March 25, 2007

Women and dabbas

What’s it with women and dabbas? Any shape, any size, plastic or steel, glass or brass, single or box in box in box in box , plain or colour coordinated, ordinary or microwave-able…women (any shape and size) simply love boxes!

I remember woman vendors carrying stainless steel vessels in baskets on their heads being called by my grandmother and sometimes my mother. I could see desire in their eyes when they saw those steel boxes. I always wondered why they needed more steel vessels, when the kitchen was already so full of them. But there was always one box or vessel with a different shape, different size, that they wanted, and they always managed to find a use for it.

It was a barter system---steel vessels for old clothes. Out came the old sarees, shirts and pants, and then began the bargaining. My mother would give them a HUGE pile of clothes and the woman would offer a tiny vessel in return! My mother would casually ask for a large box; the woman would say, “no, no…I cannot give you that one; you must be joking”. The woman would then ask for sarees with zari (gold work) on them My mother would not give her any zari sarees, but maybe add one more old saree and shirt, and finally, after about two hours of haggling, the woman would walk away with the basket of steel vessels on her head, and in her arm, the pile of old clothes wrapped in one of the sarees.

As she walked away, she left behind two women overjoyed with the new dabba in the kitchen, perhaps triumphant too, that they finally got what they wanted!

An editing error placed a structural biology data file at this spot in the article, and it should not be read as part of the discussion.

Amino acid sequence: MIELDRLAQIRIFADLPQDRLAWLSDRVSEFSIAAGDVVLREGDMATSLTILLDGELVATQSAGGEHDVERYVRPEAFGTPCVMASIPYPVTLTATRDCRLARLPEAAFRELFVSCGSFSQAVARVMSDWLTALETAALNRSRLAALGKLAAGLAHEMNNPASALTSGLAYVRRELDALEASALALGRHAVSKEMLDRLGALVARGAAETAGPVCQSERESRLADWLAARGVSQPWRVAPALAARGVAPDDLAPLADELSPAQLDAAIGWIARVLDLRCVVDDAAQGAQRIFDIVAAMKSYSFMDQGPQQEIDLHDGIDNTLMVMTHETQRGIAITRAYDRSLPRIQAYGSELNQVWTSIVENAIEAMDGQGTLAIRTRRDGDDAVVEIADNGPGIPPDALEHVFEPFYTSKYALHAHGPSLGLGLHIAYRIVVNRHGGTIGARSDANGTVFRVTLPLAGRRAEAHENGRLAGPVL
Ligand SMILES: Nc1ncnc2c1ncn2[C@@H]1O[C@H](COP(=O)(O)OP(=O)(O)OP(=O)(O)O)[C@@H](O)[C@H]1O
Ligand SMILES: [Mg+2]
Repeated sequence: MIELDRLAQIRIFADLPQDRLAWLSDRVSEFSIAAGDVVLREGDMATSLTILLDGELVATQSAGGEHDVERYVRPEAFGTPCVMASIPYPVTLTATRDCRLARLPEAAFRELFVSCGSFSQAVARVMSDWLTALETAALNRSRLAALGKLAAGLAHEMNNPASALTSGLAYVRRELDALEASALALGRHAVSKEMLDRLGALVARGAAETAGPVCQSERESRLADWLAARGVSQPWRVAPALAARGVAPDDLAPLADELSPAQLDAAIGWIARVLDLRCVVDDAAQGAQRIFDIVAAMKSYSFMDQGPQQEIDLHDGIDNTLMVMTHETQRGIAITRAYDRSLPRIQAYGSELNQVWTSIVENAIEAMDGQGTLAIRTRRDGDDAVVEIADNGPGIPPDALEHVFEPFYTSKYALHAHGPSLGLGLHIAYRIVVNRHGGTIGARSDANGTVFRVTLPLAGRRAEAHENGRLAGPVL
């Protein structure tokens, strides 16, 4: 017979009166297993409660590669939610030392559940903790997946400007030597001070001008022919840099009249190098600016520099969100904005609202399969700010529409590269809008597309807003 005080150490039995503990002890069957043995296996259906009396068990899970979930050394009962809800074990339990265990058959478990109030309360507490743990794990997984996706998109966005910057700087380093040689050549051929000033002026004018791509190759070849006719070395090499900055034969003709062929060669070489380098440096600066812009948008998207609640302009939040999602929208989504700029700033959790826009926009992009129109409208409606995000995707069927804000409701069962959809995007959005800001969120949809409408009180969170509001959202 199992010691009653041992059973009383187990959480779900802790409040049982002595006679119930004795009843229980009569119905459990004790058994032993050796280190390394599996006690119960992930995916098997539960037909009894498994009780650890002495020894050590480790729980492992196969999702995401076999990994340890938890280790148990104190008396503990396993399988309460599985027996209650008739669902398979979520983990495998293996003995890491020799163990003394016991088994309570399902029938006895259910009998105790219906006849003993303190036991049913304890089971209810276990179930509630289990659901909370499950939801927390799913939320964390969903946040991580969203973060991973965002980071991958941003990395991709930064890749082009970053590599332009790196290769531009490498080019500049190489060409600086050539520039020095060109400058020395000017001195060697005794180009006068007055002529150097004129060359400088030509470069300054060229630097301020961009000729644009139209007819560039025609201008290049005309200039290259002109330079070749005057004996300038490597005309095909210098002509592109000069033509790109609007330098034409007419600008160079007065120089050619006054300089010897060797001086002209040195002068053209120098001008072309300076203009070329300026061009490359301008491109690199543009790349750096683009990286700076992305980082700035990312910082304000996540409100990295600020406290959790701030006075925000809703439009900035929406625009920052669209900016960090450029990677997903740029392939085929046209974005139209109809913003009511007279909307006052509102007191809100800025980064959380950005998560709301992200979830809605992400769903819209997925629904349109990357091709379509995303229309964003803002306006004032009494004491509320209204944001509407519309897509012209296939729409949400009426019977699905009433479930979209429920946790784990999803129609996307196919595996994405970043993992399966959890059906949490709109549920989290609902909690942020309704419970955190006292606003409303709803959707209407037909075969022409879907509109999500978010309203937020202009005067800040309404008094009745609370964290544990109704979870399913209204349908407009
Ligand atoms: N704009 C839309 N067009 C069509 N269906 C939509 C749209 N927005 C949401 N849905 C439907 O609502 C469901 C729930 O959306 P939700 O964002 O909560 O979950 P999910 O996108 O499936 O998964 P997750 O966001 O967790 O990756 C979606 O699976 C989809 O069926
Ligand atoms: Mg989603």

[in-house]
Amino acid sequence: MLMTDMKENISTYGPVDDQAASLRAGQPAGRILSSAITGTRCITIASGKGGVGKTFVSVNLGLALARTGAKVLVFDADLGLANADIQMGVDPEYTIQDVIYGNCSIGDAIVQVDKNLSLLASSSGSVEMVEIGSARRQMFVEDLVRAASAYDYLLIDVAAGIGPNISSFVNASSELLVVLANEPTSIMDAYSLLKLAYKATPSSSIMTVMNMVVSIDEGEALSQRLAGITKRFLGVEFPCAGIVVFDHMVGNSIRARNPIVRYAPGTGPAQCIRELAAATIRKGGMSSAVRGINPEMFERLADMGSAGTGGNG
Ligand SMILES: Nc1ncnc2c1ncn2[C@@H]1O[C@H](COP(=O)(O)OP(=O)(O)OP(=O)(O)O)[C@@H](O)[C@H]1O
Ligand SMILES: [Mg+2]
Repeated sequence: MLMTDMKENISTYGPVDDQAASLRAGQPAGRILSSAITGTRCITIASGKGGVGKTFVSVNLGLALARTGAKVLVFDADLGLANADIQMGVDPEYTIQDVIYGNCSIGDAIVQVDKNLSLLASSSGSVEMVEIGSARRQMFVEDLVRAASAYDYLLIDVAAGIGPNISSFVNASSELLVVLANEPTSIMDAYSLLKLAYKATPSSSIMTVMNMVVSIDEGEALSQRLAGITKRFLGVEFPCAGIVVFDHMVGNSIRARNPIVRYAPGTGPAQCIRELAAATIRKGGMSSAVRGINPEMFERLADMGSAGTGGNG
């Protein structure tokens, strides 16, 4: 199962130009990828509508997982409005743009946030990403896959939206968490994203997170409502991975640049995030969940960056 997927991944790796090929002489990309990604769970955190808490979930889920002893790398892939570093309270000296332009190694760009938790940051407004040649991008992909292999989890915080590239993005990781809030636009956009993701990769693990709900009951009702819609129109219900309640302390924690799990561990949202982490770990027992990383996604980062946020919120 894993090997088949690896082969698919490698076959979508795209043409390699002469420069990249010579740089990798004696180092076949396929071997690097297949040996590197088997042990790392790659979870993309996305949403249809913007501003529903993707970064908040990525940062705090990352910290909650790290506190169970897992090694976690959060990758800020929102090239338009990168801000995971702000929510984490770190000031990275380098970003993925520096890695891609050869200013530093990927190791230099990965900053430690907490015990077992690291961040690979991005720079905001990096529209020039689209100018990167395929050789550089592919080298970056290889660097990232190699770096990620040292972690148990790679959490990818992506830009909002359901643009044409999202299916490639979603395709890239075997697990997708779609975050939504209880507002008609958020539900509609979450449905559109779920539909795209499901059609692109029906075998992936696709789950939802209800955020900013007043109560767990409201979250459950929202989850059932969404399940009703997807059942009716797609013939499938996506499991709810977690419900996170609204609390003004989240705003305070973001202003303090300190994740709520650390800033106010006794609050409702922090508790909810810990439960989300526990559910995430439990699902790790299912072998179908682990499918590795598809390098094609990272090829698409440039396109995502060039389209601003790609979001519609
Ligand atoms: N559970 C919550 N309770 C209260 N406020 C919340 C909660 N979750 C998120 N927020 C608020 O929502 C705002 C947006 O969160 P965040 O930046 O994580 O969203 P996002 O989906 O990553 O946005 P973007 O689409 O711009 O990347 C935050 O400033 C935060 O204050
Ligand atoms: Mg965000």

Here’s another scene. Just watch a woman walking around in a supermarket or a mall. Watch her as she nears a shelf with boxes on it. She will slow down…oh yes, she will! She will pick up a box and hold it lovingly, turn it around, try to open it, look inside…if it is a box in box in box, she will open all the lids and put them all back, caress the box, sigh (thinking of the number of boxes she already has) and place it back with great reluctance.

She will similarly pick up the other kinds of boxes that are there, again touch them, sigh, and put them back. Sometimes she will walk away from the shelf with a stern resolve, pick up other things she had actually gone there for, but slowly return to the shelf with boxes, hesitantly pick up a box, put it in her basket. Sometimes she will put it back yet again, but pick it up, as she is suddenly convinced that she really and truly needs that box!

So what’s it with women and dabbas? Simple…as I said earlier, women just love boxes. And it is a harmless love affair, best left alone and not reasoned out, and most important, not questioned!

March 15, 2007

The Waiting Place

Dr Suess’s book ‘Oh, the places you’ll go!’ is one of my favourite books.

As the jacket says, this book is ‘for out-starting upstarts of all ages...a wonderfully wise and blessedly brief graduation speech. In his inimitable, humourous verse and pictures, he addresses the Great Balancing Act (life itself, and the ups and downs it presents) while encouraging us to find the success that lies within us’.

Oh! The places... is about making choices, about going into the wide world, about great things happening to you, about flying high; it is also about great things NOT happening to you, and about being left in the lurch. It is about fear and confusion, about being in the slump and about the Waiting Place, where people are just waiting...